Philadelphia, PA - Remember that scene in the film Dead Poets Society, the one where Robin William's character instructs his students to stand atop their desks? He was challenging them to break from routine, to see their world from a different perspective.
Historic Yellow Springs Reconceives 47th Annual Art Show with Online Auction Series
I thought about that movie moment during a recent run on a lovely autumn afternoon in Chester County. The sun would peek out on occasion; however, and for the most part, low-slung layers of grey cloud cover dominated. Mother Nature's artistry along a secluded stretch of the country road, where any passing traffic is inclined to be a local farmer's tractor hauling hay bales, challenged my pace with breathtaking painterly images.
While I have lived on this road for several years, and much like the aforementioned rut-stuck students, I had never deviated from my established running route. Not once did I mix it up or "take the road not taken." But one day, feeling an impulse to jettison the familiar, I ran in the opposite direction, which is how I came to discover Historic Yellow Springs Village in Chester Springs, PA. In all of these years, I never knew what a treasure trove of artistic, historical, and architectural riches--not to mention a surfeit of charm--was located (and now awaits further discovery) in my virtual backyard. There's a season for everything, it's said.
The Village (recorded in the National Register of Historic Places) is a work of art in its own right with its utterly delightful and captivating assemblage of historical buildings dating back to the 1700s. An annual art show, presented by the nonprofit organization Historic Yellow Springs (located at 1685 Art School Road, Chester Springs), is its premier fundraiser.
HYS's mission is to preserve and maintain said Village's 11 structures encompassing over 140 acres of land, much of which is conservation-protected. Additionally, HYS champions the arts through promotion and education. For instance, an upcoming class offers a course in Ikebana, the ancient Japanese art of floral arrangement. Their monthly calendar of events never lacks something for everyone.
And speaking of there being a season for everything, the annual Yellow Springs Art Show, now in its 47th year, typically takes place from late April through early May. Leading up to the show, there is a celebratory opening gala--a word that connotes elegance and sophistication catered eats and drinks and posh VIP attendees. Also featured throughout the art show's timetable are several wines, cheese, and music-type happy-hour pairings. These are memorable occasions when social gatherings (rather than distancing) foster community camaraderie, connecting art enthusiasts and the curious alike. Guests mingle in the beautifully lighted and staged galleries of the Lincoln Building to admire and discuss the artists' represented works.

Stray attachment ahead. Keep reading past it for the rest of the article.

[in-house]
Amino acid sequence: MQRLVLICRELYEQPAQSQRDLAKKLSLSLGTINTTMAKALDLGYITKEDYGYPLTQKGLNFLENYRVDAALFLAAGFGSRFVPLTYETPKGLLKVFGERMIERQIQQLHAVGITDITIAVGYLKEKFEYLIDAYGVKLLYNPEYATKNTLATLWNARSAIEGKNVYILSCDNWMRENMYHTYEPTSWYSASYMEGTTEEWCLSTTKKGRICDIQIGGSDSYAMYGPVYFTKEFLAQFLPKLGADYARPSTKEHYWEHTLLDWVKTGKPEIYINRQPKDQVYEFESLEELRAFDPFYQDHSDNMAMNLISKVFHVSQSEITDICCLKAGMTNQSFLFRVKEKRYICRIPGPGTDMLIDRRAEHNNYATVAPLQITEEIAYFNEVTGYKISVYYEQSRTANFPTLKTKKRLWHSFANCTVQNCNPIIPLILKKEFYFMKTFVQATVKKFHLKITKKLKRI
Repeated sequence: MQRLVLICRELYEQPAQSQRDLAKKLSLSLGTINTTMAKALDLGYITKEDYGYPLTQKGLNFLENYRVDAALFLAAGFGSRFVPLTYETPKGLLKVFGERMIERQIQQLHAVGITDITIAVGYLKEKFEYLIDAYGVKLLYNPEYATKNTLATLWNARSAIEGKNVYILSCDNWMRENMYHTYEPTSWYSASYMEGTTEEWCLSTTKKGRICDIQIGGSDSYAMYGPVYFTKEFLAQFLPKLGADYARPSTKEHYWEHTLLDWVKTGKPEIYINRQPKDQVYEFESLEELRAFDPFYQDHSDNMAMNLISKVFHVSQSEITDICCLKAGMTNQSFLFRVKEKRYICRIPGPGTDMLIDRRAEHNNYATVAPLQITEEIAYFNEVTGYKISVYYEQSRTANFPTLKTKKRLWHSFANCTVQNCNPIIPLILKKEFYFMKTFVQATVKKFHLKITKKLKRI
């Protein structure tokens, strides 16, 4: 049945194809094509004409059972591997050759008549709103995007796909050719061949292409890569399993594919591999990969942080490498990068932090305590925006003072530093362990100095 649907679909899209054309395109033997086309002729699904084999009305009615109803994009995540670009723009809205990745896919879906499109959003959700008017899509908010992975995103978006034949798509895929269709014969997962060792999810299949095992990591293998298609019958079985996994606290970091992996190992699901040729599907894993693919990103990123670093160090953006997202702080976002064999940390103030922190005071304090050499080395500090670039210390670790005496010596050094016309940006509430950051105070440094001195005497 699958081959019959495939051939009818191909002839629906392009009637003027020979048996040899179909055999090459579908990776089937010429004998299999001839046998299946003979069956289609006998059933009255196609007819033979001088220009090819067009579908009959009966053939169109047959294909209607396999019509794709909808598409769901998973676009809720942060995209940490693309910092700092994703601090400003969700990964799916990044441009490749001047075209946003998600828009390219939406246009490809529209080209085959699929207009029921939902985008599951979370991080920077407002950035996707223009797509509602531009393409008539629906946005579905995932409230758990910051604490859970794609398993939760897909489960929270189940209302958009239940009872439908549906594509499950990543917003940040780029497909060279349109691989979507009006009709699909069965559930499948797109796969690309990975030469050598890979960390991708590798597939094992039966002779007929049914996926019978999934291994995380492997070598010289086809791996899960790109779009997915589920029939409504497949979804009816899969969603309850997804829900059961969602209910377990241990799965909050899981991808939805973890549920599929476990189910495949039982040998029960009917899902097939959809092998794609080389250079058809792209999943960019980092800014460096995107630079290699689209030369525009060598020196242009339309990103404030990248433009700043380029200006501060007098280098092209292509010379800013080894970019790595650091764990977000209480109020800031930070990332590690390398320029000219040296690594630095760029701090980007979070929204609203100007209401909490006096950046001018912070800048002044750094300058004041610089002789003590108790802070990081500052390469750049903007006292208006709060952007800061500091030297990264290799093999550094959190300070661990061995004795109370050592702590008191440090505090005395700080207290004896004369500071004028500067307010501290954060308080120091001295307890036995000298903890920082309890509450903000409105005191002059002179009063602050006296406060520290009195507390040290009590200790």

But not this year. This year, one can pretty much state (for any given reason or situation) that "it's 2020" without having to clarify. The 2020 art show became reimagined as an online viewing experience launched on April 24th, then later comprised 32 auction iterations. To view the stunning works donated by over 75 juried artists, I had to nip onto HYS's Facebook page, an experience that left me (and no doubt others used to viewing art up close and personal) feeling out of sorts and akin to a cubist-fragmented Picasso painting.
Oh, happy day, when it was announced that reservations (which began October 1st) for in-person viewing of the pieces from October 19th through October 25th could be made with the proviso that all guests abide by the CDC's safety-mandated guidelines. Additionally, HYS included its own protocols. I happily complied with a request to complete a contact-tracing questionnaire when I headed into the Lincoln Building to view and photograph the fine art.
The talent and craftsmanship on display were unparalleled. A vast array of artistic mediums were exhibited. I delighted in meandering through the gallery rooms, grateful to be present in such a singular setting. The power of art can soothe the soul and more. Let's face it: computer views alone cannot capture the vitality of intimate, organic connections between the creatives' works and those who view them. The arts have that degree of power and influence over humankind.
As the poet, Walt Whitman wrote, "We don't read and write poetry because it's cute. We read and write poetry because we are members of the human race. And the human race is filled with passion. So medicine, law, business, engineering ... these are noble pursuits and necessary to sustain life. But poetry, beauty, romance, love ... these are what we stay alive for." Absolutely the same can be said of art, which is why I am grateful for one fall day, during which I created my version of a desktop leap with a single directional change. When one door closes ...
Time will tell how 2021's art show will present. However and since HYS reinvests fully 100% of the show's proceeds to continue their remarkable programs along with maintaining the Village's buildings, land, and more, your continued support and contributions that have and will always matter are that much more appreciated during these uncertain times.
If you've never been to Historic Yellow Springs Village, take that road not taken. If you have visited, come again and explore anew.
For more information, visit www.yellowsprings.org or call (610) 827-7414.
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About the Author
Writer: Sharon Kozden
Sharon is a local writer, covering events and Philadelphia's entertainment and society happenings in and around the city.